If you suffer from the morning rush syndrome Monday through Friday, I empathize with you. I’m not a natural morning person (see this week’s earlier post for more evidence than you need!) and some of my kids aren’t either, so the process of getting ready for school, eating breakfast and making sure lunches and snacks are packed to go can take us right up until time to leave for the bus.
I’d like to believe that I can still do right by my kids by giving them a double dose on Saturday and Sunday when things are slightly less hectic. Doesn’t that sound like a good deal? Let’s explore whether “stocking up” on vitamins in your body is possible or not…
This post is sponsored by TriLight Health.
Can I Take My Supplements Only on Weekends?
As I mentioned in the sleep post, the idea for this came about when I was pondering the popular wisdom that you can’t catch up on sleep and the tip my friend gave me that you can catch up on cod liver oil, since the body stores . I started to wonder what else it might hang on to without telling us and how I might exploit that for my breakfast-rush pleasure…
It turns out that some nutrients are good for “stocking up” just like dry beans and cans of tuna, whereas others are more like lettuce that will go mushy in the produce drawer if you buy a month’s worth at a time.
Can I stock up? YES.
How does it work? Vitamin D, which is really a hormone, not a vitamin, is fat-soluble, so your body is able to not only store it for potentially up to 2-3 months, but also to synthesize it without food sources using the sun.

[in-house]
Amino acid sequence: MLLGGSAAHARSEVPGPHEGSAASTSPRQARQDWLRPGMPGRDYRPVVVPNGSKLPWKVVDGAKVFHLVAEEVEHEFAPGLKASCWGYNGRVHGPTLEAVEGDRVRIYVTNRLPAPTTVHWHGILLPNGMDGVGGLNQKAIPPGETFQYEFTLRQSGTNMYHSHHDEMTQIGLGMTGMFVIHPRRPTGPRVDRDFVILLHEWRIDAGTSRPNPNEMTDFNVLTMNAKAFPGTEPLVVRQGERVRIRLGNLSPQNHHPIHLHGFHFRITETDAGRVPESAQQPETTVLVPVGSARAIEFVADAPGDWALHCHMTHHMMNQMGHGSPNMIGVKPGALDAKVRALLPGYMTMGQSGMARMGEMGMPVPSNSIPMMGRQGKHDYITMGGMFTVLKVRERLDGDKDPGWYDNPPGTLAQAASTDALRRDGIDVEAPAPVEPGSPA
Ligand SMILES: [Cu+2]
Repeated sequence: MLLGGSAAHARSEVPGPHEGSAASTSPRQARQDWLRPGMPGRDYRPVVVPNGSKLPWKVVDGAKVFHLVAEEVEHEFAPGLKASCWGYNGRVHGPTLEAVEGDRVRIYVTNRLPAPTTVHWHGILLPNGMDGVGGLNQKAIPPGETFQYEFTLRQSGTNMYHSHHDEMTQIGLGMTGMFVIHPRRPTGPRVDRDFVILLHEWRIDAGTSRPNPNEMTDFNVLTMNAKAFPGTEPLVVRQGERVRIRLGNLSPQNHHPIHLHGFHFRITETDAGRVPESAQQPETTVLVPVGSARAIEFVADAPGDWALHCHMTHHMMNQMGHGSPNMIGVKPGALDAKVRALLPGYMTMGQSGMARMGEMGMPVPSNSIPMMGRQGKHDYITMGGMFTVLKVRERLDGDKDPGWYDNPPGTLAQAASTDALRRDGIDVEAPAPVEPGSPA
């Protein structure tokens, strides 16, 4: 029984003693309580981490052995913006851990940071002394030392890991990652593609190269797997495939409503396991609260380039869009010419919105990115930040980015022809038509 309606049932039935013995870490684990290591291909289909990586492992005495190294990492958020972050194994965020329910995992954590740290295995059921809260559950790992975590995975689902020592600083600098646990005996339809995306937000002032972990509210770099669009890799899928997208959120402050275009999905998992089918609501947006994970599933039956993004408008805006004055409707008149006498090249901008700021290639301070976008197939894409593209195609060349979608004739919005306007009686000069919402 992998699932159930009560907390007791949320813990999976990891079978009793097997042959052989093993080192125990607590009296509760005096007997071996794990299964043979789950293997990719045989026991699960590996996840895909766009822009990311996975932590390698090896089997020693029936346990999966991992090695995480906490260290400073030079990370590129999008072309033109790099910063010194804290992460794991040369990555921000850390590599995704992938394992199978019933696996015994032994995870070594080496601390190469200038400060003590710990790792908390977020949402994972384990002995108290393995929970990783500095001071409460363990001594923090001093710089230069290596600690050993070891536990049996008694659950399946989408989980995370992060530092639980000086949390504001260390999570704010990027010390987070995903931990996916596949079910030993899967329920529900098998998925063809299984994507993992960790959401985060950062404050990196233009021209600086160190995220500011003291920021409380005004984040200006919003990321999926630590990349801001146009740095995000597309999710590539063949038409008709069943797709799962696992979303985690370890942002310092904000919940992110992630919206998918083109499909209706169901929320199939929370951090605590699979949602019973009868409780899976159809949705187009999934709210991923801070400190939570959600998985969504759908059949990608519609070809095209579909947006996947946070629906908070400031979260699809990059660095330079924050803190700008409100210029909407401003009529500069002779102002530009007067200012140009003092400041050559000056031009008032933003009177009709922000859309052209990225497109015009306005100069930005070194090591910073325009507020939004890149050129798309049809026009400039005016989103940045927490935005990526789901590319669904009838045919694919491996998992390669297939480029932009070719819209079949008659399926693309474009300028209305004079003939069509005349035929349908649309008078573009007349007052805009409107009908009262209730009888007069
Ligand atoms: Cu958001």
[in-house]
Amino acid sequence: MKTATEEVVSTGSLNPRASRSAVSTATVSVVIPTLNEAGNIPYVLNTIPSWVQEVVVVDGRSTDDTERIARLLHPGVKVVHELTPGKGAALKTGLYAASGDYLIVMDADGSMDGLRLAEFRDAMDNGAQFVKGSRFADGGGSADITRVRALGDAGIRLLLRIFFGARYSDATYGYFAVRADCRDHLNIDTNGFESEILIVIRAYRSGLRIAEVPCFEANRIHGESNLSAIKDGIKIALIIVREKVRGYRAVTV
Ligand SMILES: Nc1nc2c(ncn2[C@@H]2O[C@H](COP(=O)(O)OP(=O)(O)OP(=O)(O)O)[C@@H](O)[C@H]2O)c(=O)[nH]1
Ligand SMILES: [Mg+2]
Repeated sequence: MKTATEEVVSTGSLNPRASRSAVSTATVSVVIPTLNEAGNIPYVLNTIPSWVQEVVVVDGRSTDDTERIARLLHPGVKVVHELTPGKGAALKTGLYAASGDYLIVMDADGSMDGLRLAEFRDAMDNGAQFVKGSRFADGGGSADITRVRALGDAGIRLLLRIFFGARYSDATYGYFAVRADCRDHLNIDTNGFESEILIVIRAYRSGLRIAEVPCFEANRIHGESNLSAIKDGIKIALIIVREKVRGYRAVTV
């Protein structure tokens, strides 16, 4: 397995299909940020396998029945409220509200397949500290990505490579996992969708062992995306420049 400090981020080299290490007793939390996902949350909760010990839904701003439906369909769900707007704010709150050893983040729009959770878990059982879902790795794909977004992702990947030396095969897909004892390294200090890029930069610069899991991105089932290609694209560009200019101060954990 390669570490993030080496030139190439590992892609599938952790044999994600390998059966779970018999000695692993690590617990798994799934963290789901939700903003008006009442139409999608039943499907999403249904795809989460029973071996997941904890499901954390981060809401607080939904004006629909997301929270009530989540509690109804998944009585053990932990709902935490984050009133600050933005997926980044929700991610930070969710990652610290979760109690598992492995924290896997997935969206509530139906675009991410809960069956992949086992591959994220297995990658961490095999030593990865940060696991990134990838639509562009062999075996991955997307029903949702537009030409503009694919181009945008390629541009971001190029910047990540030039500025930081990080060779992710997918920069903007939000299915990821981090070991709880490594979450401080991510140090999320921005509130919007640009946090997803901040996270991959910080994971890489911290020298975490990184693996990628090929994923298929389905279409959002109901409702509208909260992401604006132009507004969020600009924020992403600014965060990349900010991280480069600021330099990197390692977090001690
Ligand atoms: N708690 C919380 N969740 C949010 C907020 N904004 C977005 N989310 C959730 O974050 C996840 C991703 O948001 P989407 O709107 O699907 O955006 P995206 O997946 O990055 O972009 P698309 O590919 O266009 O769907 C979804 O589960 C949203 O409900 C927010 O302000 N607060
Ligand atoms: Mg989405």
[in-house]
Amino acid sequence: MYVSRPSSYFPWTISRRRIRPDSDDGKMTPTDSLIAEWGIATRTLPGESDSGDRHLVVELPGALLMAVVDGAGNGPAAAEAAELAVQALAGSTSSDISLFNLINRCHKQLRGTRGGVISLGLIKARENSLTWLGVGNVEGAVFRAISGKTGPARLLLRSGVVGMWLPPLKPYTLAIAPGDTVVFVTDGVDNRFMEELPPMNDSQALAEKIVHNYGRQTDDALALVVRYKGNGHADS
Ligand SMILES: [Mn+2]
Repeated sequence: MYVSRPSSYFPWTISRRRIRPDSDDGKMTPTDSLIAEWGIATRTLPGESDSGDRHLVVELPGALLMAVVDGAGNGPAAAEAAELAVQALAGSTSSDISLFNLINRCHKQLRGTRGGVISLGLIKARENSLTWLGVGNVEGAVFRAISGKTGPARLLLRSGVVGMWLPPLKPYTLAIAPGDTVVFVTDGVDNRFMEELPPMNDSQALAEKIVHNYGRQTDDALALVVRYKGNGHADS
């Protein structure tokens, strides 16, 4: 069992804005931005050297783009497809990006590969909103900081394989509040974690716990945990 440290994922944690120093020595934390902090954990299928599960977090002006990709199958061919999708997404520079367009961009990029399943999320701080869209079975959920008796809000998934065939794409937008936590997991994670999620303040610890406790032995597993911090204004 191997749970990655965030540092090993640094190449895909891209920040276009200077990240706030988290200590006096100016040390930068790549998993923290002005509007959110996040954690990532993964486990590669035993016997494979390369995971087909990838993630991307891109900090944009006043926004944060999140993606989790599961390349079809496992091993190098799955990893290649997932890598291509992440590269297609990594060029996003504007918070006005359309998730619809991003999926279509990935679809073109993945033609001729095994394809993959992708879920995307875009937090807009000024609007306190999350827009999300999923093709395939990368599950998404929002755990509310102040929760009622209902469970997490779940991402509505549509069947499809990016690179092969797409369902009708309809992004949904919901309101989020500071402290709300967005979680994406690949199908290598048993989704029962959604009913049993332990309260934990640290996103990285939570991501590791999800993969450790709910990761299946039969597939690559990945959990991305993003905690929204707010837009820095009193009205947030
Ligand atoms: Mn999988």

People rarely get a sufficient amount from the sun alone, and since receptors exist for Vitamin D in every cell of your body, or at least over 36 organs (sources vary), it’s uber vital for your whole body health. Some health professionals worry that if people try to get adequate Vitamin D from the sun, they’ll increase their risk of skin cancer too much, and sunscreens do block over 90% of Vitamin D absorption, even at SPFs as low as 8 or 15. It’s wise to supplement Vitamin D, especially in the winter and in northern climates.
The kidney and liver are vital for the body to be able to synthesize and/or utilize any Vitamin D, not matter how you take it in, so their health is important – remember our conversation on sleep?
The bottom line: Vitamin D receptors are in over 36 organs, way up from the 4-5 discovered in the 1970s. Authors of Vitamin D studies predict that more and more problems will begin to be connected to Vitamin D deficiencies. It’s very hard to get Vitamin D from foods, and even supplements are hit and miss, but it’s also very hard to achieve an overdose of D (toxicity), so it doesn’t seem like triple-dosing cod liver oil, which isn’t supremely high in Vitamin D anyway, can do much harm. You can take a whole bunch on the weekends and get away with it.
Note: It actually IS possible to get too much omega 3 fat, but the evidence is based on mega-dosing of supplemental omega 3s, not real food like cod liver oil. I can’t say for sure (remember- I’m not a doctor, nurse, or anyone important, just another mom, so no medical advice here!) but my guess is that you’d be hard pressed to take so much FCLO that you actually caused omega 3 overload problems for yourself. (source)
Vitamins A, E, and K
Vitamin E is an antioxidant that supports the respiratory system, boosts the immune system, supports the brain and plays a role in regulating enzymes.
Can I stock up? YES.